the challenge you will have with a go-fundme is that the majority of the players won’t care. All this is part of the course for any of the T2 games (it’s very boilerplate after all) and to me it just seems “business as usual” without any nefarious intentions. And I suspect most players see it that way.

What will work is a player revolt with no one buying the expansion pack. But unless the majority of the players feels that there are serious enough issues with the EULA to warrent that, nothing will happen. One of the reasons there’s nothing actually draconian in the EULA is because exactly that will happen, and T2 has no reason to let it happen.

Most of the stuff in the EULA is to protect the company against damaging behavior. Mods that allow access to the expansion pack without paying for it, x-rated KSP videos, those kind of things.

Will they send C&D letters to modders who have a 2-Kerbal Gemini-like capsule? No, of course not. That’d be alienating the user community that makes the game valuable to them in the first place. The value of, say, the MH Gemini capsule is not that it’s just a 2-Kerbal capsule, it’s the Squad (nearly stock) capsule. Having a mod that allows you to load a vessel that uses the MH parts with your identical (name, id, geometry) would undermine sales as its aimed at the Expansion Pack and then they will go after you. That’s what the EULA provides for them.

Yes, large publishers have done stupid things in the past. But mostly in a different context, and mostly they learned from it. I never heard of Microsoft destroying Minecraft. Yes, there’s Micropayments in it now, but you can play the game as it was always played without making a single payment.

Surely T2 will monetize KSP. With Expansion Packs, as they’re doing right now. And surely they will keep the community alive. That’s where the money is.

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3 minutes ago, Kerbart said:

The Star Wars people were a significant crowd who where threatening to vote with their feet.

Which is what I'm suggesting,

(footsteps, door closes)

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EULAs aren't worth the paper they're not printed on.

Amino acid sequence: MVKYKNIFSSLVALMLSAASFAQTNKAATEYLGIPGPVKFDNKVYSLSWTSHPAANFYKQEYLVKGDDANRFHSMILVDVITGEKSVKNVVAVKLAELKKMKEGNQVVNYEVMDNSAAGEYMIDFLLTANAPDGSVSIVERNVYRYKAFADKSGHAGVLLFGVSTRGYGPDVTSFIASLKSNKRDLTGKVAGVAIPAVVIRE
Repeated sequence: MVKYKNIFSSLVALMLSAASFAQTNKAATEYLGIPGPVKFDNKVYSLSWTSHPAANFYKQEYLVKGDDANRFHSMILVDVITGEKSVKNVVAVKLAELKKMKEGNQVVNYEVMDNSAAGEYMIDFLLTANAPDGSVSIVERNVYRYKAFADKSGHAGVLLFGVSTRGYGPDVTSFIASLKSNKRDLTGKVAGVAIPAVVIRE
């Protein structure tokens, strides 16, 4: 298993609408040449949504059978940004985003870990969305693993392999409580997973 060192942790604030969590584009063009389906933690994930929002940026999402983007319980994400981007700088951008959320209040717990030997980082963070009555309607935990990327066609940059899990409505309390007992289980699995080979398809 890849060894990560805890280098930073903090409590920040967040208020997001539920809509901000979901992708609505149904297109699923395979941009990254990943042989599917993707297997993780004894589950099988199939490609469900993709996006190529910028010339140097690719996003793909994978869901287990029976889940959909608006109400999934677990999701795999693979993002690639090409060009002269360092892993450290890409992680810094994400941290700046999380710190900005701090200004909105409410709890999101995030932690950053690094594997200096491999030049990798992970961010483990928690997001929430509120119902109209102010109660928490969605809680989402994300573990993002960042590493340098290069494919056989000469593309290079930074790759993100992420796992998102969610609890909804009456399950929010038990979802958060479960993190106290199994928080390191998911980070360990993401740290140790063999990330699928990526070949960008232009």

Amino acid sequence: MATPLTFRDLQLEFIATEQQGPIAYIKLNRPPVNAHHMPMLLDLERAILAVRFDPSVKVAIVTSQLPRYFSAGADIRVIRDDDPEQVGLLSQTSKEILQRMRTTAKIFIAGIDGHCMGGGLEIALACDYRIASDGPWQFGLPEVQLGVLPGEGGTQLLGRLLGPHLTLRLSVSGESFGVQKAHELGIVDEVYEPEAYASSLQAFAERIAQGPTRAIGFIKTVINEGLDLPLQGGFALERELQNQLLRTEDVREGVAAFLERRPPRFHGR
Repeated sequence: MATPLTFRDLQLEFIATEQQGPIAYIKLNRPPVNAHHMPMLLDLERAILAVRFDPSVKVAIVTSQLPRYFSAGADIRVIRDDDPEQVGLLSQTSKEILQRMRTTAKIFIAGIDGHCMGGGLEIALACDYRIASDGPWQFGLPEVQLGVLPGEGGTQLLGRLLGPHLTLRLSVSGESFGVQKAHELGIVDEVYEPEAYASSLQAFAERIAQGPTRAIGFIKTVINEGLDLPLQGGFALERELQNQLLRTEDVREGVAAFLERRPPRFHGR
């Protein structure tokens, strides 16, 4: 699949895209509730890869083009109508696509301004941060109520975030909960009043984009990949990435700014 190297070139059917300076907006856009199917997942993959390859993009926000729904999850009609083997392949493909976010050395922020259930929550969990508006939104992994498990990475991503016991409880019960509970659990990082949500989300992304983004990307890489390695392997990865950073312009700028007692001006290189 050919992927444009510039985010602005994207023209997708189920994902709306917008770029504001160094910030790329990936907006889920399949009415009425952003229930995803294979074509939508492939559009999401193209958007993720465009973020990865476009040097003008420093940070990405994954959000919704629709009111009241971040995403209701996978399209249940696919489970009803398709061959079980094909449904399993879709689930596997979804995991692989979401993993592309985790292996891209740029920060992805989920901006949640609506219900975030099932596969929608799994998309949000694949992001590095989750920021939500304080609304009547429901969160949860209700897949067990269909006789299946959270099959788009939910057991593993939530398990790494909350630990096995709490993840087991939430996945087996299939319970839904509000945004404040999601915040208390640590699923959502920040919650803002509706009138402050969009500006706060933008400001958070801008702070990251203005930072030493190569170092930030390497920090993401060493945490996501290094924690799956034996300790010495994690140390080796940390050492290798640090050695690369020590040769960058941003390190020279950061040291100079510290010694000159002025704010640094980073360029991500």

Ping me if they actually do add spyware, microtransactions, or DRM, or start hassling modders for no good reason. Until then, yawn.

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Leaving the arguments about spyware to one side, I have serious objections to this paragraph:

“…the information we collect may include personal information such as your first and/or last name, e-mail address, phone number, photo, mailing address, geolocation, or payment information. In addition, we may collect your age, gender, date of birth, zip code, hardware configuration, console ID, software products played, survey data, purchases, IP address and the systems you have played on. We may combine the information with your personal information and across other computers or devices that you may use.“

  1. I can see a rationale for collecting your name, address and payment information, since you'll need to hand those over in any case to buy KSP or the expansion. I could quibble about mailing address vs billing address but that's getting picky, since for most people, I imagine they're one and the same. I can see a rationale for collecting hardware configuration and console ID. The first provides them with useful information that could actually benefit the player base (hey we know that 99.9% of our players are playing KSP on a machine that can handle x, y and z graphical features - why don't we add those to the next expansion?). The second sounds like it might be useful in combating piracy. Might - I don't have a console so don't know how that works.